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How To Build STK435 Amplifier IC Tester

By on September 19, 2016











A technician friend of mine called me up and asked my help to trouble shoot a National Component system, in which STK435 was used as the Audio Amplifier. The problem was that some other technician or technicians have tampered the circuit, with a lot of track cuts joined by wires. The board was in a total mess. The complaint was that one channel is short and IC gets hot. I went to his shop and studied the whole circuit and saw a demo of the complaint. Since my workshop was full and I already had enough backlog, adding this unit also for my attention, requested by my friend, could not be heeded to. Moreover, his customer wanted it urgently.

Though I had one STK435 with me, I did not want to take the risk of putting it on that set and possibly damaging this too! So, I came up with the idea of making a separate Testing Board for this purpose, using IC sockets. I always love to take a break from my monotonous service work, to assemble something new! I downloaded the STK435 Amplifier Circuit from the web (


The components and accessories required for assembly are listed below:

Electrolytic Capacitors: (One 100K stereo volume control pot – See explanation of this at the last, as you cannot see it in the schematic)  1000/63V – 2 Nos,  0.47/63V – 2 Nos, 100/63V – 1 No, 10/63V – 2 Nos, 47/63V – 2 Nos, 220/63V – 2 Nos. Fixed Capacitors:  470pf – 2 Nos, 0.1mfd (100 Nano) – 2 Nos, Resistors (all quarter watt except 4.7 Ohms, which could be ½ watt or more: 100 Ohms – 1 No, 220K – 4 Nos, 390K – 2 Nos, 1K – 2 Nos, 120 Ohms – 2 Nos, 12K – 2 Nos, 4.7Ohms – 2 Nos, STK435 IC – 1 No, Small crocodile Clips Red and Black – 1 each, Speaker Output Sockets – 1 (set of two Reds and two Blacks), RC Sockets – 2 Nos.(White (For Left Channel) and Red (For Right Channel)), preferably straight soldering type (Not on sides with a soldering tag and nut), IC Sockets cut from a readily available dual line 18 Pin IC socket, gaps of which should suit the gaps of pins on the IC, 1+1 shielded wires and other single strand wires or cut leads of components,  and finally a common PCB with independent copper spots, instead of linked lines. I prefer this, as we can interlink and place components easily for inter connections, using jumper wires or cut leads of components, as we like it.

There are two types, one just copper and another with solder coated. Solder coated is easier to use, as it does not require cleaning the copper side and the solder will bond very well. See pictures below: (1) Shows independent spots and linked spots, both solder coated (2) Independent spots without solder coating. (3) Directly soldering type RC Sockets (salvaged from old boards) (4) IC sockets (marked with arrow). Please see the difference in gap of IC pin inserts in various sockets. The one I used is marked with an arrow.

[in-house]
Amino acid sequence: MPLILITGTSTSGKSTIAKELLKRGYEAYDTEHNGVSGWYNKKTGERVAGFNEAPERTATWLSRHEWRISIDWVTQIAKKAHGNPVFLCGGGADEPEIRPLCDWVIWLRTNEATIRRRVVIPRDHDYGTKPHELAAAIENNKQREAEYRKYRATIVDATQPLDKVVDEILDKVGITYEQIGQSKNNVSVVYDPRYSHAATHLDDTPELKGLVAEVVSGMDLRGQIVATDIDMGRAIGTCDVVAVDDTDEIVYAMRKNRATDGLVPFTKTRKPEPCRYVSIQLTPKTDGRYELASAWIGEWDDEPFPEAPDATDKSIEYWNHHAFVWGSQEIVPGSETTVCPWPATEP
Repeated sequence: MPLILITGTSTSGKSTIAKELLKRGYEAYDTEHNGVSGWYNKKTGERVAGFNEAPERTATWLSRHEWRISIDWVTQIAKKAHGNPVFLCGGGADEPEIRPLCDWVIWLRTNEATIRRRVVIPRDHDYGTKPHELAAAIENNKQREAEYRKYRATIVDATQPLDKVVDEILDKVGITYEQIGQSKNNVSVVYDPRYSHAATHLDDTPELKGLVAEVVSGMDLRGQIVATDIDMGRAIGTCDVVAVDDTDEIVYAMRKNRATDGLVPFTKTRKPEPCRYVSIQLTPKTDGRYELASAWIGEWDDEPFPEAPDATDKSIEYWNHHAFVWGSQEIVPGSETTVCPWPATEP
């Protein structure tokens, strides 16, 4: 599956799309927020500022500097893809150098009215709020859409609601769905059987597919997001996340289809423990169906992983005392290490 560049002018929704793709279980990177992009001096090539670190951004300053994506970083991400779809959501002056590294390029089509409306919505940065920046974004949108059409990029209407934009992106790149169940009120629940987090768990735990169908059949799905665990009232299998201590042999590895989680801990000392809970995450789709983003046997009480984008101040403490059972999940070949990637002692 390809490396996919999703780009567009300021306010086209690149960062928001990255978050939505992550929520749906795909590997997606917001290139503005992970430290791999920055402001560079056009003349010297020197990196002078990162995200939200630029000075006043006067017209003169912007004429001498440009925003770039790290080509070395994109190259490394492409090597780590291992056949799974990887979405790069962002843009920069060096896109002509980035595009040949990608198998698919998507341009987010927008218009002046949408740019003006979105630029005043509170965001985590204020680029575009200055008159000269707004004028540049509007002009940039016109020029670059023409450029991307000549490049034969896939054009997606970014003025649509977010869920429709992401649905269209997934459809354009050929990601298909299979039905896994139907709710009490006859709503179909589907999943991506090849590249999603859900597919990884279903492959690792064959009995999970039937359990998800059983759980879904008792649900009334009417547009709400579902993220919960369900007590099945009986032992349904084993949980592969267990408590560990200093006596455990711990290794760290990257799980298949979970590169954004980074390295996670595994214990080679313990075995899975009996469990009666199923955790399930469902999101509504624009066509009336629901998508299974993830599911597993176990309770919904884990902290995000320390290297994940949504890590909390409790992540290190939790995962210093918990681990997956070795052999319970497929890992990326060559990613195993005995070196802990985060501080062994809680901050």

These are the occasions that we can make use of salvaged components and accessories. I used RC sockets and speaker connector, which had one black socket broken. As the speaker outputs from the IC have common ground, I need only one Black! Since I am going to use this board as a Tester, I placed the IC sockets in the middle of the PCB, so that I can get both sides to place components on each pin and avoid congestion or cramming. If the PCB is assembled for using it as a permanent amplifier, we need to place the IC at one end, positioning the heatsink fitting side facing out. For such purposes, the interlinked(interlined) PCB will be better for using, as we can get one line for each pin to fit components.

Picked up components and put it in a tray, cleaned the leads using tweezer thoroughly, and soldered the IC sockets first. If you watch in the picture of finished PCB, you can see that I soldered 9-socket-side one way and the rest of the 6 the other way. This is to ensure that the IC seats in properly when pushed, without which, it might slide out. This zig-zag arrangement will hold it in because of the spring action of the STK pins. All these are learnt from experience. Finished populating the components, taking extreme care in picking up resistors, as the color codes on these are many times misread, leading to malfunctioning or damage to ICs. The advantage of keeping the components in a tray and fixing components of one channel first,  is that when we progress finishing the assembly one by one, if we find any component in the tray which are extra or not there, we can be sure that we have made some mistakes somewhere, and then recheck and rectify it. In my case, I placed 0.47Mfd in place of 47mfd and found this out when I was fixing the components for the second channel.  So, this systematic method will eliminate human errors. Fixed a 100K stereo volume control potentiometer at the inputs; i.e., the input wires (shielded wires) were soldered at the centre pins of the volume control, and the wires from the input RC sockets were soldered to hot points, grounding the other two points.   Fixed the speaker connectors, input RC sockets, power supply connecting wires with crocodile clips (Red wire with Red Clip for positive and Black wire with Black Clip for Ground) soldered on the tips, and finished grounding the various points using a single strand wire, without cutting it, i.e., I removed the insulation only at appropriate places of the black wire. Inspected all connections visually and ensured that these are ok. Please see pictures below: